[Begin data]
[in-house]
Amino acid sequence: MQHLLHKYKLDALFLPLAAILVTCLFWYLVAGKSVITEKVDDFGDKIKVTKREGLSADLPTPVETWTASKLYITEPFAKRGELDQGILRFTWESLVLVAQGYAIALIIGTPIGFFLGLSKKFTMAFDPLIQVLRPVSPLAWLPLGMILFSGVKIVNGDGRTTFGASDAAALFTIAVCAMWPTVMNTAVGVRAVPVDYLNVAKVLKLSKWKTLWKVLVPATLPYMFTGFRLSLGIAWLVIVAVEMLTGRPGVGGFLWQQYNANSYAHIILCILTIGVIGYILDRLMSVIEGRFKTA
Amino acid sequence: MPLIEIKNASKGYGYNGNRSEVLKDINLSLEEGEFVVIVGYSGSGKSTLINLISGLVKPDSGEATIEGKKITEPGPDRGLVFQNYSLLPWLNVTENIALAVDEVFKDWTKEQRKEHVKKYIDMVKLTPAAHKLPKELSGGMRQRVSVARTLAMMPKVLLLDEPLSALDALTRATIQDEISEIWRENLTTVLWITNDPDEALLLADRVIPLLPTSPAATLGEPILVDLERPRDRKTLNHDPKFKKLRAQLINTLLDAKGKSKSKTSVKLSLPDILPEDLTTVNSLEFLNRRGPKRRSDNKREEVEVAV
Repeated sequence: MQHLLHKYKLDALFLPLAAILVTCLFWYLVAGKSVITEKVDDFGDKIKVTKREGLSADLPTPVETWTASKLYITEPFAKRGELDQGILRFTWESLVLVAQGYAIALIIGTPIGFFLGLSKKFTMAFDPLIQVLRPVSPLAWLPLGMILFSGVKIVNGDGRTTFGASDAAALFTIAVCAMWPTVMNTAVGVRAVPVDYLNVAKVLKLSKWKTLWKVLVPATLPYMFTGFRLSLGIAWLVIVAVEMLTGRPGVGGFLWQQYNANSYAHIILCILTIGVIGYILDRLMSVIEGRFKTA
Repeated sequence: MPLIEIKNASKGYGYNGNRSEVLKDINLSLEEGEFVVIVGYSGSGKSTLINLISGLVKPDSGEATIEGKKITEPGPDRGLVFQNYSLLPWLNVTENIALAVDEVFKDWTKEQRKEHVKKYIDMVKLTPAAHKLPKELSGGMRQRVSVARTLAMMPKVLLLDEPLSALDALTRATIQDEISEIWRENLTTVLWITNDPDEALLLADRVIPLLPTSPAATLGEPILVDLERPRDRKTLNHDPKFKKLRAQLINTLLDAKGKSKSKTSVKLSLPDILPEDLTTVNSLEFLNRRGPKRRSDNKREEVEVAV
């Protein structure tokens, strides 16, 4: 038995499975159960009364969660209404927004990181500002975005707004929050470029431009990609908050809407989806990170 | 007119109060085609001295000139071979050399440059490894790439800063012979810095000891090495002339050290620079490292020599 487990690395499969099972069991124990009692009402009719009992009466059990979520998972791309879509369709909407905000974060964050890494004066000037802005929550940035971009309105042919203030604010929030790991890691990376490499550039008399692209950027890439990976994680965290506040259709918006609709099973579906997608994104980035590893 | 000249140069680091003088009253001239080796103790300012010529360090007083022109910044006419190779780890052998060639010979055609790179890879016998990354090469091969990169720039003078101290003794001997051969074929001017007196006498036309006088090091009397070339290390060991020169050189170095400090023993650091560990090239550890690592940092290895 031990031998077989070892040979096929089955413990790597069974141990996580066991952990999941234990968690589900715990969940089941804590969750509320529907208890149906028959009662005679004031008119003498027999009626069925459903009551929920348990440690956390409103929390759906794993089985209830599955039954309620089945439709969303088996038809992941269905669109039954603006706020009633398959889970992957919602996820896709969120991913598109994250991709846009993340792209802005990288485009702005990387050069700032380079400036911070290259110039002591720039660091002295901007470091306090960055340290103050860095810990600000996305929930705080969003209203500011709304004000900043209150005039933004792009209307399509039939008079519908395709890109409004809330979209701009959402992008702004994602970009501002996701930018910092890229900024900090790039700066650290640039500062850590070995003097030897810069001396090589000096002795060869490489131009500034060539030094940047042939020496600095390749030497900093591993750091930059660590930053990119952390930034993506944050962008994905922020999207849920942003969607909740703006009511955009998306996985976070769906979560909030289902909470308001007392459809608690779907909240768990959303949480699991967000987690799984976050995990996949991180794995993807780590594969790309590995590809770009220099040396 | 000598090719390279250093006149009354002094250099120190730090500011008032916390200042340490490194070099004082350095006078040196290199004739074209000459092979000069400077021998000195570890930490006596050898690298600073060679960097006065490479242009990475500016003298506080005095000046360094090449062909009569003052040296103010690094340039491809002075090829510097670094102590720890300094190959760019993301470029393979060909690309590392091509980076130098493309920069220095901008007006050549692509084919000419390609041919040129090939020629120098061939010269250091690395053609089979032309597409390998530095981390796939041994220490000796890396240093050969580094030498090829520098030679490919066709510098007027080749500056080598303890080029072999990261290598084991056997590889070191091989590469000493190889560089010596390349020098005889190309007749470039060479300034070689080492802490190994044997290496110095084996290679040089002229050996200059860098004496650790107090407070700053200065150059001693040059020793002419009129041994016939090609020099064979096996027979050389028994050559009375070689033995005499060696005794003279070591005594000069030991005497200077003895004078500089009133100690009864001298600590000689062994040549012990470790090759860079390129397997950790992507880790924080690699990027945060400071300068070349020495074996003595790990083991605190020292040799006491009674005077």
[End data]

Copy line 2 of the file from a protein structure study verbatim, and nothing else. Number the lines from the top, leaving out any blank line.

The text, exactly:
Amino acid sequence: MQHLLHKYKLDALFLPLAAILVTCLFWYLVAGKSVITEKVDDFGDKIKVTKREGLSADLPTPVETWTASKLYITEPFAKRGELDQGILRFTWESLVLVAQGYAIALIIGTPIGFFLGLSKKFTMAFDPLIQVLRPVSPLAWLPLGMILFSGVKIVNGDGRTTFGASDAAALFTIAVCAMWPTVMNTAVGVRAVPVDYLNVAKVLKLSKWKTLWKVLVPATLPYMFTGFRLSLGIAWLVIVAVEMLTGRPGVGGFLWQQYNANSYAHIILCILTIGVIGYILDRLMSVIEGRFKTA